Archaeologists and zoologists skeptical about data preservation
When archaeologists excavate a site and remove artifacts, they forever change the landscape they are exploring. When a zoologist captures and dissects a deep sea tuna, she inevitably destroys the specimen being analyzed.
If a scientist must irrevocably alter or destroy something in order to study it, collecting and preserving the data that surrounds the object of study would seem to be of particular importance. Yet in the fields of study, archaeology and zoology, researchers at the University of Michigan School of Information and the Online Computer Library Center (OCLC) have found that data preservation sometimes takes a back seat to data collection.
In their study of 49 archaeologists and zoologists, the researchers found that while scientists were aware of the need to preserve both the artifact/specimens and the contextual information required to make sense of data over time, data collection and analysis concerns still trumped data preservation in terms of time and attention.
For example, one zoologist noted that he has control over data quality but not preservation. “I can’t go back and make sure that the preservation process was correct. But what I can do is [know] the data I collect is accurate.”
While the attention to contextual data is good news for repositories, capturing contextual data in a standardized and usable form for preservation and subsequent use is difficult given the data management practices of researchers. This puts the burden on repositories to develop and maintain standards after the data has been collected.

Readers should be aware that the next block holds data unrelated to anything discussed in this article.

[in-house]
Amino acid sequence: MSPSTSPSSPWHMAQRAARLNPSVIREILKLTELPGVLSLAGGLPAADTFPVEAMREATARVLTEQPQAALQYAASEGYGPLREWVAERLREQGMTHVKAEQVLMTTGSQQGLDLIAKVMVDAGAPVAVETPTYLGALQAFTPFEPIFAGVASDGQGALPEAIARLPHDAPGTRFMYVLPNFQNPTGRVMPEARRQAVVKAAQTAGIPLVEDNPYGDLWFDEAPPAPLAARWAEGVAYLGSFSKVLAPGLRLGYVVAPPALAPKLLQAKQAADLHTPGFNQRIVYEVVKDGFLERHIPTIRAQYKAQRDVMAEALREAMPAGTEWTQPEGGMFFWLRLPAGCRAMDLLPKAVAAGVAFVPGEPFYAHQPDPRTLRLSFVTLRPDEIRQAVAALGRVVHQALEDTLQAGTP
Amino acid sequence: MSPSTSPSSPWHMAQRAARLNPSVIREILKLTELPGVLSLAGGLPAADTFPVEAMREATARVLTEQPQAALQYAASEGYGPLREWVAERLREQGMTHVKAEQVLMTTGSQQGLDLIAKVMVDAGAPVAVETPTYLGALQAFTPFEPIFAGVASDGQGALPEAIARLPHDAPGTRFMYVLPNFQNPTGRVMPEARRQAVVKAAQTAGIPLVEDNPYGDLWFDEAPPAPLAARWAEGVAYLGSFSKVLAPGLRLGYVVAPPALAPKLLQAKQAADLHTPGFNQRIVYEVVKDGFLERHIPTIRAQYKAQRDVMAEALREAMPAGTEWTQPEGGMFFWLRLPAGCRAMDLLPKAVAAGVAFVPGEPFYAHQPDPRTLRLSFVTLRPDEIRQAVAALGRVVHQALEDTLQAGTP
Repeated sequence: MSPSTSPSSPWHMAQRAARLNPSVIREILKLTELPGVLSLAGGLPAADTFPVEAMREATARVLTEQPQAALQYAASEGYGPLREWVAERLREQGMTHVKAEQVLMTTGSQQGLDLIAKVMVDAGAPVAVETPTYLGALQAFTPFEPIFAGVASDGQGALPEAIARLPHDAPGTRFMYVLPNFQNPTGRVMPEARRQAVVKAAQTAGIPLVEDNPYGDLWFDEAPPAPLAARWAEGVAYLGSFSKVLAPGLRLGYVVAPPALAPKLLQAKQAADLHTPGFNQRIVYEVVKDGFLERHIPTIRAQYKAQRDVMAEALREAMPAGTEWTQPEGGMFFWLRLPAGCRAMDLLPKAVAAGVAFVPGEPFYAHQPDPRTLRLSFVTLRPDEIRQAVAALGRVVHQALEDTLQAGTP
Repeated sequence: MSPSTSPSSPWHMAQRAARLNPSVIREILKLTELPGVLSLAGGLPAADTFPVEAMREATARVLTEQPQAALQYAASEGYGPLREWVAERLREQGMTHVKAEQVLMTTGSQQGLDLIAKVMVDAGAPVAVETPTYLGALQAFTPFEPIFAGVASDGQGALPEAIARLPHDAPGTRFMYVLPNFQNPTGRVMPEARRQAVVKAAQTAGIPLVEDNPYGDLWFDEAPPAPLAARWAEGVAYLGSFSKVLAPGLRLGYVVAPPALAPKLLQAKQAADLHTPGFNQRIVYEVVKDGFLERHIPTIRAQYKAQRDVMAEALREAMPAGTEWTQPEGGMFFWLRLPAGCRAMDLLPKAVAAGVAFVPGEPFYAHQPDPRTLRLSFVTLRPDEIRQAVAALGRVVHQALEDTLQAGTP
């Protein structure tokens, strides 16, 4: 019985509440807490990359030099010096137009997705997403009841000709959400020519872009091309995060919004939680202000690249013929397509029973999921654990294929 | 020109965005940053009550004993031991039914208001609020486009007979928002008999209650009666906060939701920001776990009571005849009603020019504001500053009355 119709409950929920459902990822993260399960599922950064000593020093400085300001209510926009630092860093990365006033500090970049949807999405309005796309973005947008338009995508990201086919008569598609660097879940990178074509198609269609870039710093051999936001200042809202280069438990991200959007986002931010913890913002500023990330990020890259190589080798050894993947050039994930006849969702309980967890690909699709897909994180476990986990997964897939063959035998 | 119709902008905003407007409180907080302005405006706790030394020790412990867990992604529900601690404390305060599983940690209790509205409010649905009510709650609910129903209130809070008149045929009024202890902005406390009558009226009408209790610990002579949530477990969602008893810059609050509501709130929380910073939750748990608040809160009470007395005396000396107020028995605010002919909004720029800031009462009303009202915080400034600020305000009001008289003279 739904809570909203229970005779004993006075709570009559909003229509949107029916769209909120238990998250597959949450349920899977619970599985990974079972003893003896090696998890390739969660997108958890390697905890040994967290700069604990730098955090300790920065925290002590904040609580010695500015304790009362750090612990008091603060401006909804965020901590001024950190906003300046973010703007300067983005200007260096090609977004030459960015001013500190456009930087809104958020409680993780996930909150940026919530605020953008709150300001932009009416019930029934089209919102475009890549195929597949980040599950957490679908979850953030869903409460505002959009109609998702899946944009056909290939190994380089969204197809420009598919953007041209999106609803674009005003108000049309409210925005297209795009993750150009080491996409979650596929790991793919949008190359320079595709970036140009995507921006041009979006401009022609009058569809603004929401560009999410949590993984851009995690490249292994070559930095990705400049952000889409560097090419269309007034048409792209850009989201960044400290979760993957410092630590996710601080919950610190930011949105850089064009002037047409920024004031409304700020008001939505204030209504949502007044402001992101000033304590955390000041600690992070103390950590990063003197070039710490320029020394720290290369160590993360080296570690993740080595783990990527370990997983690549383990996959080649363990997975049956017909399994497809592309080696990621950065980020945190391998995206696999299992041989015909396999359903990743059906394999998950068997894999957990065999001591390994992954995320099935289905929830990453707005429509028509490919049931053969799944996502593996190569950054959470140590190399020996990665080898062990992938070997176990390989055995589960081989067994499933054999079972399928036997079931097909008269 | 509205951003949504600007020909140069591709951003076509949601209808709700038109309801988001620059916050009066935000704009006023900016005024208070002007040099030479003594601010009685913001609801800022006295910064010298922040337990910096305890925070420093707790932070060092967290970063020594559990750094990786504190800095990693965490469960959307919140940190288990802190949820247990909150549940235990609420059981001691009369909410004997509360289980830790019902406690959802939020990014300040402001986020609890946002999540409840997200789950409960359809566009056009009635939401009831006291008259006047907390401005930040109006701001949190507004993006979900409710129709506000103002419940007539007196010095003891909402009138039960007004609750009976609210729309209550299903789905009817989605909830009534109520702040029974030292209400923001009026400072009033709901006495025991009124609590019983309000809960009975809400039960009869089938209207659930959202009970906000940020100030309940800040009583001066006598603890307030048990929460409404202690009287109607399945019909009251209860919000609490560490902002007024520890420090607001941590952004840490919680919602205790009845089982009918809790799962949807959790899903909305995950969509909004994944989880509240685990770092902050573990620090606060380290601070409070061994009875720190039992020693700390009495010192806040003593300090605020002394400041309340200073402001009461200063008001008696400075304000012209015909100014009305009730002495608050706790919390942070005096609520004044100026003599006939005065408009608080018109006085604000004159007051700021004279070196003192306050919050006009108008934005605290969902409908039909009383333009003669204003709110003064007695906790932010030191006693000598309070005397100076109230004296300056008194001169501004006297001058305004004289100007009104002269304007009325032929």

The authors of the study found that neither the zoologists nor the archaeologists saw long term preservation as their responsibility. Members in both disciplines viewed museums and repositories as responsible for addressing preservation issues. But researchers were also skeptical that digital data could be preserved long-term. “I guess you start to get more jaded about the permanence of anything having to do with technology that’s changing so rapidly,” one archaeologist said.
Three external factors--funding, legal requirements, and the status of museums and repositories—influenced the scientists’ attitudes toward preservation. While archaeologists and zoologists are uniquely positioned to appreciate the value of data preservation, because data collection in both disciplines involves destruction, they are skeptical about whether preservation is possible and that their attitudes are influenced by both internal and external factors.
“Destruction/Reconstruction: Preservation of Archaeological & Zoological Research” has just been published in a special digital curation issue of Archival Science. The authors are Rebecca D. Frank and Elizabeth Yakel (University of Michigan School of Information) and Ixchel M. Faniel (OCLC Research). This research was made possible by a National Leadership Grant from the Institute for Museum and Library Services.
The paper is available to download here.